# Construction of Real Numbers Using Dedekind Cuts

We all know about rational numbers. Informally, these are ratios of integers, i.e., numbers of the form where and are integers (with of course). Any two rational numbers have a sum a product and there is an order relation such that or These operations and the relation obey certain properties, which makes the set of rational numbers an ordered field.

Using this system we can solve most of the elementary problems in mathematics and related disciplines. But there are issues this system can’t address. One such problem is the classical one which the Greeks encountered. *Measure the length of the hypotenuse of a right-angled triangle whose other two sides are of unit length.* Taking as the required length, the Pythagorean theorem gives us Now a simple and well-known argument shows that Let us place the hypotenuse on the -axis in such a way that one end coincides with the origin and the other end lies on the positive -axis. Then does not correspond to a rational number; it corresponds to something else.

So we see that the rational numbers are not sufficient for the purpose of measuring lengths of straight line segments; we need new numbers for this. As you have probably already guessed, these new numbers are the irrational numbers. Together with the rational numbers they form the set of real numbers. The operations and the relation on can be extended to and the resulting system is said to be the *system of real numbers*. We shall construct this system in two different ways: by Dedekind cuts, and by Cauchy sequences (to be disussed in a subsequent post).

We shall now construct the set of real numbers using what are called **Dedekind Cuts**. This construction is named after the German mathematician Richard Dedekind. We see that the point does not correspond to a rational number. This means each rational number either lies on the left of or on the right of “cuts” the set of rational numbers into two halves: the set of those rational numbers that lie on the left of and the set of those rational numbers that lie on the right of . The partition of is said to be a *Dedekind cut*.

The set satisfies the following properties.

- (1) is a nonempty proper subset of
- (2) If and such that then
- (3) For every there exists such that

The second property says that every rational number less than some element of is also an element of The third property says that has no largest element. We let denote the set of those subsets of that satisfy properties (1), (2) and (3). Observe that each element corresponds to the Dedekind cut and conversely. Since we can intuitively see that each Dedekind cut corresponds to a unique point on a straight line and conversely, the elements in corresponds to the points on a straight line. Observe that every element satisfies for all in other words, every element of is an upper bound of But there is no least upper bound because has no smallest element.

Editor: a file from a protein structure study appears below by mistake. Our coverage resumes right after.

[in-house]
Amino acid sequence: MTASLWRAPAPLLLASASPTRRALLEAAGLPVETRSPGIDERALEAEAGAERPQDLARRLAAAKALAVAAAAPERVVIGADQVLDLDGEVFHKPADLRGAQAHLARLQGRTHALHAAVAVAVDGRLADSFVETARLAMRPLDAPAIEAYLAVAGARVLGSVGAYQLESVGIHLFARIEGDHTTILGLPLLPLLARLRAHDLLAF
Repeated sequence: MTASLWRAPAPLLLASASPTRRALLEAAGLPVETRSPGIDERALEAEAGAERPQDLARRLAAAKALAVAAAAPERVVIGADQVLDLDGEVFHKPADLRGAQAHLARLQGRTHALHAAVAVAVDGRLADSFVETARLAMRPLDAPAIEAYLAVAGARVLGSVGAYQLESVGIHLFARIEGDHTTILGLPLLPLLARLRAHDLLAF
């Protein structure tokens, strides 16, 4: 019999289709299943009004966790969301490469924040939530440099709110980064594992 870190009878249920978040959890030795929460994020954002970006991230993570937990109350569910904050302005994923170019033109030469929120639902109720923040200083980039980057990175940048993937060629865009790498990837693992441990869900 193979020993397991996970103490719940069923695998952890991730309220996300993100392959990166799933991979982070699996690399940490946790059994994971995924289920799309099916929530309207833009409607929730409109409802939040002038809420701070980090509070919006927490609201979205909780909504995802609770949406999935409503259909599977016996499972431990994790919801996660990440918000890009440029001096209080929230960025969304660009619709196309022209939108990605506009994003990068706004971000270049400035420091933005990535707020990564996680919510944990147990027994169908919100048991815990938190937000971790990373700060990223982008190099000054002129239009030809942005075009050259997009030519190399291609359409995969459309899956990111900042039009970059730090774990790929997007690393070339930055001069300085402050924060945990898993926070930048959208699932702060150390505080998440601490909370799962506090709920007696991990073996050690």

We shall extend the operations and the relation from to to create *a* system of real numbers. Note that these extensions will really be extensions only if Strictly speaking, we don’t have because the element in are subsets of whereas the elements of are not. To get around this we identify with the set With this identification we have Now first we extend the order relation from to For we define iff (recall that are the subsets of ). Using the properties (1), (2) and (3) one can prove that the relation is reflexive, anti-symmetric and transitive, and that or Thus is a legitimate order relation on But why is it an extension of the relation on If then (because of our identification) A moment of reflection convinces one that iff Hence is an extension of There is one property that has which does not have: The least upper bound property. It says that every non-empty subset of that has some upper bound has a smallest upper bound. This removes the difficulty we had with and in the previous paragraph. It can be easily proved. Consider a non-empty subset Let have an upper bound This means for every and hence for every To complete the proof, i.e., to show that is the least upper bound of one has to prove that That is easy. This relatively easy proof is an advantage of this construction over the other construction involving Cauchy sequences.

Extension of the operations from to are less trivial and are done as follows. For we define

- .
- .
- If then ; and, if , or , if , or , if .
- If then ; if , then .

It can be proved that is an ordered field; because of the least upper bound property is a complete ordered field. Further, it has as a subsystem.